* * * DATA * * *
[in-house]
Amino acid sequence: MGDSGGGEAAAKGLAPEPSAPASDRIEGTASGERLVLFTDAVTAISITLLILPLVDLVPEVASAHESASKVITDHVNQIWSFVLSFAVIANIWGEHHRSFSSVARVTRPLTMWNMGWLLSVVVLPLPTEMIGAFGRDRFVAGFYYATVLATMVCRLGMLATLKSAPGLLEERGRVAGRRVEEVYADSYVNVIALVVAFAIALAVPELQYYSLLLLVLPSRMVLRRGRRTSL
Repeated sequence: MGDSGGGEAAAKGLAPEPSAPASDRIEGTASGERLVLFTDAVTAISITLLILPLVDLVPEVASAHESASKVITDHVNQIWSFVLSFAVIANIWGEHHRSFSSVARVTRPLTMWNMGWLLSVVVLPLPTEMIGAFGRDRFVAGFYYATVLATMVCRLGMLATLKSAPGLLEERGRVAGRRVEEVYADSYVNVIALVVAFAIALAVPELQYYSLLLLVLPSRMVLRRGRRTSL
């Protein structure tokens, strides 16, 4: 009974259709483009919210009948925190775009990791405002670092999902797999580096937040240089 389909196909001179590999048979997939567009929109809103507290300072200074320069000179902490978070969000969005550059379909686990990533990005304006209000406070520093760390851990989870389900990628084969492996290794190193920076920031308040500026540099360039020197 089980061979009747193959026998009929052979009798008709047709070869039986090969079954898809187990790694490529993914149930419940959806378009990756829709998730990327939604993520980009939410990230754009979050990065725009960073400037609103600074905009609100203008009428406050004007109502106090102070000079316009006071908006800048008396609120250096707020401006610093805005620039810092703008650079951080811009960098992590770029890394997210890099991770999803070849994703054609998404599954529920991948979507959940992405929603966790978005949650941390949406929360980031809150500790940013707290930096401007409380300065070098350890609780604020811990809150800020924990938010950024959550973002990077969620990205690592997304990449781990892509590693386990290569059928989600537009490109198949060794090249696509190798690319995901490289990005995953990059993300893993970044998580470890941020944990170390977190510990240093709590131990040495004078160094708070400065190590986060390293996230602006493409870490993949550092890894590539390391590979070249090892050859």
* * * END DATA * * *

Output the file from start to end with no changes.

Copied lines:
[in-house]
Amino acid sequence: MGDSGGGEAAAKGLAPEPSAPASDRIEGTASGERLVLFTDAVTAISITLLILPLVDLVPEVASAHESASKVITDHVNQIWSFVLSFAVIANIWGEHHRSFSSVARVTRPLTMWNMGWLLSVVVLPLPTEMIGAFGRDRFVAGFYYATVLATMVCRLGMLATLKSAPGLLEERGRVAGRRVEEVYADSYVNVIALVVAFAIALAVPELQYYSLLLLVLPSRMVLRRGRRTSL
Repeated sequence: MGDSGGGEAAAKGLAPEPSAPASDRIEGTASGERLVLFTDAVTAISITLLILPLVDLVPEVASAHESASKVITDHVNQIWSFVLSFAVIANIWGEHHRSFSSVARVTRPLTMWNMGWLLSVVVLPLPTEMIGAFGRDRFVAGFYYATVLATMVCRLGMLATLKSAPGLLEERGRVAGRRVEEVYADSYVNVIALVVAFAIALAVPELQYYSLLLLVLPSRMVLRRGRRTSL
């Protein structure tokens, strides 16, 4: 009974259709483009919210009948925190775009990791405002670092999902797999580096937040240089 389909196909001179590999048979997939567009929109809103507290300072200074320069000179902490978070969000969005550059379909686990990533990005304006209000406070520093760390851990989870389900990628084969492996290794190193920076920031308040500026540099360039020197 089980061979009747193959026998009929052979009798008709047709070869039986090969079954898809187990790694490529993914149930419940959806378009990756829709998730990327939604993520980009939410990230754009979050990065725009960073400037609103600074905009609100203008009428406050004007109502106090102070000079316009006071908006800048008396609120250096707020401006610093805005620039810092703008650079951080811009960098992590770029890394997210890099991770999803070849994703054609998404599954529920991948979507959940992405929603966790978005949650941390949406929360980031809150500790940013707290930096401007409380300065070098350890609780604020811990809150800020924990938010950024959550973002990077969620990205690592997304990449781990892509590693386990290569059928989600537009490109198949060794090249696509190798690319995901490289990005995953990059993300893993970044998580470890941020944990170390977190510990240093709590131990040495004078160094708070400065190590986060390293996230602006493409870490993949550092890894590539390391590979070249090892050859």